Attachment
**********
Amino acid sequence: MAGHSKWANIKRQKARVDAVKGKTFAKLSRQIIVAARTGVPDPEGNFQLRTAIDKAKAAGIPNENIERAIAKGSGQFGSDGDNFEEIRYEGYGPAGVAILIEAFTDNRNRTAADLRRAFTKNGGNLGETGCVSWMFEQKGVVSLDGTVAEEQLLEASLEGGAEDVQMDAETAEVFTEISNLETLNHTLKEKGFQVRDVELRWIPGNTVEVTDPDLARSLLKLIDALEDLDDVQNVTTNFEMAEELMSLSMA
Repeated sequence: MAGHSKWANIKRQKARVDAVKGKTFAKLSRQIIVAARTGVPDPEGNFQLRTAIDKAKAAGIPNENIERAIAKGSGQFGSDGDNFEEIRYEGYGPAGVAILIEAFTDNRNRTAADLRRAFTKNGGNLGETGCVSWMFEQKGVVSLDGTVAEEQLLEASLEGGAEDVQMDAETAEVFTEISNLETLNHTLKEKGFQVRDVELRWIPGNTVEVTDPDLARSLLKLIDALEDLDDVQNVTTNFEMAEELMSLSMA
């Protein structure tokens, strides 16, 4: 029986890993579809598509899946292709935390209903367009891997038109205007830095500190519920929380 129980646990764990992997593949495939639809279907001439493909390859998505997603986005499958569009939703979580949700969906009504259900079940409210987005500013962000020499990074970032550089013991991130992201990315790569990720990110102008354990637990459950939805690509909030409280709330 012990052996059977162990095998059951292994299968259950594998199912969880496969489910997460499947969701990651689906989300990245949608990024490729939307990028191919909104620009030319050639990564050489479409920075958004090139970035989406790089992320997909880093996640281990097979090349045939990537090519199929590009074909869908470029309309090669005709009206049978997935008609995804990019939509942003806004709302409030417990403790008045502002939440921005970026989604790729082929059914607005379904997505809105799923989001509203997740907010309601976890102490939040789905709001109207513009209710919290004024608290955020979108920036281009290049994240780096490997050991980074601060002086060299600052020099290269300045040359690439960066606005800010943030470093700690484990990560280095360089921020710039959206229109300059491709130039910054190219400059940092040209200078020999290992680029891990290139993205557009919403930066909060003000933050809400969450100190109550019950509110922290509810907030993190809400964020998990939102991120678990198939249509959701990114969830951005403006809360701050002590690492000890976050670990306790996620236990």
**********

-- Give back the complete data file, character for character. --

Amino acid sequence: MAGHSKWANIKRQKARVDAVKGKTFAKLSRQIIVAARTGVPDPEGNFQLRTAIDKAKAAGIPNENIERAIAKGSGQFGSDGDNFEEIRYEGYGPAGVAILIEAFTDNRNRTAADLRRAFTKNGGNLGETGCVSWMFEQKGVVSLDGTVAEEQLLEASLEGGAEDVQMDAETAEVFTEISNLETLNHTLKEKGFQVRDVELRWIPGNTVEVTDPDLARSLLKLIDALEDLDDVQNVTTNFEMAEELMSLSMA
Repeated sequence: MAGHSKWANIKRQKARVDAVKGKTFAKLSRQIIVAARTGVPDPEGNFQLRTAIDKAKAAGIPNENIERAIAKGSGQFGSDGDNFEEIRYEGYGPAGVAILIEAFTDNRNRTAADLRRAFTKNGGNLGETGCVSWMFEQKGVVSLDGTVAEEQLLEASLEGGAEDVQMDAETAEVFTEISNLETLNHTLKEKGFQVRDVELRWIPGNTVEVTDPDLARSLLKLIDALEDLDDVQNVTTNFEMAEELMSLSMA
């Protein structure tokens, strides 16, 4: 029986890993579809598509899946292709935390209903367009891997038109205007830095500190519920929380 129980646990764990992997593949495939639809279907001439493909390859998505997603986005499958569009939703979580949700969906009504259900079940409210987005500013962000020499990074970032550089013991991130992201990315790569990720990110102008354990637990459950939805690509909030409280709330 012990052996059977162990095998059951292994299968259950594998199912969880496969489910997460499947969701990651689906989300990245949608990024490729939307990028191919909104620009030319050639990564050489479409920075958004090139970035989406790089992320997909880093996640281990097979090349045939990537090519199929590009074909869908470029309309090669005709009206049978997935008609995804990019939509942003806004709302409030417990403790008045502002939440921005970026989604790729082929059914607005379904997505809105799923989001509203997740907010309601976890102490939040789905709001109207513009209710919290004024608290955020979108920036281009290049994240780096490997050991980074601060002086060299600052020099290269300045040359690439960066606005800010943030470093700690484990990560280095360089921020710039959206229109300059491709130039910054190219400059940092040209200078020999290992680029891990290139993205557009919403930066909060003000933050809400969450100190109550019950509110922290509810907030993190809400964020998990939102991120678990198939249509959701990114969830951005403006809360701050002590690492000890976050670990306790996620236990």